Eminent domain case involving Georgia railroad could have far-reaching implications for property rights

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ATLANTA (AP) — A hearing began Monday in an eminent domain dispute that affects one of Georgia's poorest rural areas but could have implications for property rights across the state and country.

At stake is whether a railroad company can legally prohibit construction of a 4.5-mile (7.3-kilometer) rail line that would serve a quarry and possibly other industries.

A hearing officer will require up to three days of testimony before making a recommendation to the five elected members of the Georgia Public Service Commission who will ultimately make a decision.

The line would be built by the Sandersville Railroad, owned by an influential Georgia family. It would provide connectivity to the CSX railroad in Sparta, allowing products to be shipped widely. Sparta is located about 85 miles (135 kilometers) southeast of Atlanta.

People in the rural neighborhood don't want a rail line running through or near their property, partly because they believe it would allow for the expansion of a quarry owned by Heidelberg Materials, a listed German company.

Some residents already dislike the quarry because of the noise, dust and truck traffic it creates. Proponents say if the railroad is built, the quarry will operate its operations further from homes, trains will run fewer trucks on the roads and the railroad will build berms to protect residents.

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But the owners say losing a 200-foot (60-meter) strip of property to the railroad would destroy land they value for its tranquility, hunting, fishing and family heritage.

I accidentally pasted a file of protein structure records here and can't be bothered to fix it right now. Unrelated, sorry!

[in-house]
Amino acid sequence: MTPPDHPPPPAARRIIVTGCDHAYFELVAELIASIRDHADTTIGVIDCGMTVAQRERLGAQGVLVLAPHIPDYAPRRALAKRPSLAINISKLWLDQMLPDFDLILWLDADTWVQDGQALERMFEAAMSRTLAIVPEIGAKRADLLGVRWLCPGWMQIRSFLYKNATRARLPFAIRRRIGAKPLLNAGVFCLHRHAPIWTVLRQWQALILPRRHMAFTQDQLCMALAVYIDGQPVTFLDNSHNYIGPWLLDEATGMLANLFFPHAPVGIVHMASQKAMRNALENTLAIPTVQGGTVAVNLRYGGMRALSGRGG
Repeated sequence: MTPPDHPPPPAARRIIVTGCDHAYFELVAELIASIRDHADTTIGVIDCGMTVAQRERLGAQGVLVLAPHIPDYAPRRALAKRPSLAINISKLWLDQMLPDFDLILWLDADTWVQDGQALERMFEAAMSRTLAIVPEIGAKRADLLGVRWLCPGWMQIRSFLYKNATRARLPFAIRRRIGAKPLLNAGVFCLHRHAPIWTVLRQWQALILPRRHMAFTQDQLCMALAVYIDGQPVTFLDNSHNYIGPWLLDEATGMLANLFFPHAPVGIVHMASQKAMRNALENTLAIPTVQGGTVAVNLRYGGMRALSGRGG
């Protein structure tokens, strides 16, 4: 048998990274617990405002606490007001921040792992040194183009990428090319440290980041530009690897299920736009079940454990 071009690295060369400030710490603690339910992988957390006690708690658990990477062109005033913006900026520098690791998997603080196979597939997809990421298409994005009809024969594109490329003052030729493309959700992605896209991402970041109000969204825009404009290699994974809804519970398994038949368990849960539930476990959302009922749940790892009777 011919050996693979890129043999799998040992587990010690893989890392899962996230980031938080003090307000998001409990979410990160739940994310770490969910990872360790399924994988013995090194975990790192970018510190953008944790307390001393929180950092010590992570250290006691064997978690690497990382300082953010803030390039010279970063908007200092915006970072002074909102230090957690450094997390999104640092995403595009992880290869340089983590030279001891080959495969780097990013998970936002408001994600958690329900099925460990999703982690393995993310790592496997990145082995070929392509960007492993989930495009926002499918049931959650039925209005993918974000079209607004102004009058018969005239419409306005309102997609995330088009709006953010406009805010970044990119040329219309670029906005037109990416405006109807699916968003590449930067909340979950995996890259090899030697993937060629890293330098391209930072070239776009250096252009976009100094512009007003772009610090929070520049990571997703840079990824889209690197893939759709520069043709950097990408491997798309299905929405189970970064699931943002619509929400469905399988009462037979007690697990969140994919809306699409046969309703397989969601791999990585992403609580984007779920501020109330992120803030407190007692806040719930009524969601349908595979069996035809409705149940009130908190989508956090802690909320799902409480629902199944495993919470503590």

“Sandersville Railroad does not care about the destruction of my family’s property or our way of life,” Donald Garret Sr., one of the owners, said in a written statement in August. “They only care about their own plans for my property, which don’t serve the public, but just help them grow their business and the quarry’s business.”

Opponents have influential allies, including the Institute for Justice, which wants to use the case to destroy eminent domain: the government's power to legally seize private land while paying fair compensation.

The libertarian-leaning legal group was on the losing side of a landmark 2005 lawsuit that allowed the city of New London, Connecticut, to take land from one private owner and transfer it to another private owner in the name of economic development. The decision sparked a widespread backlash that led to more than 20 states passing laws restricting eminent domain.

Railroads have long had the power of eminent domain, but Georgia law says such land seizures must be for “public use.” Opponents targeted the project, saying it would only benefit the quarry.

“This is not a takeover of the need for private property owners to truly serve public interests and the public at large. Rather, it is a mere transfer of wealth,” Daniel Kochan, a law professor at George Mason University in Virginia, told opponents.

The Sandersville Railroad says there are other users, including a company located next to the quarry that mixes gravel and asphalt for road paving. Several companies have said they would transport products from the Sandersville area and load them onto the short line and said they want access to CSX, but opponents question whether that deal will go through.

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The case is significant because private companies must condemn private land not only for building railroads, but also for building other facilities such as pipelines and power transmission lines. In particular, there is a need in Georgia and other states to build additional power transmission lines to transmit electricity from new solar and wind energy.

“Railroads in America are private corporations operating in the public interest,” Sandersville Railroad President Ben Tarbutton III testified Monday.

In a previous statement, he said the Institute for Justice is “making transparent efforts to change federal and state constitutional law regarding sentencing.”

Tarbutton is a former chairman of the Georgia Chamber of Commerce and the Board of Regents of the University System of Georgia. His family has owned the railroad for more than a century.

Others who live nearby and are organized as the No Railroad In Our Community Coalition are represented by the Southern Poverty Law Center. Janet Paige Smith, a leader of the group, testified that the railroad would place even greater strain on a neighborhood with many black retirees on fixed incomes.

“We already suffer from traffic, air pollution, noise, debris, trash and more from the Heidelberg Quarry, but this project would make everything worse,” Smith testified.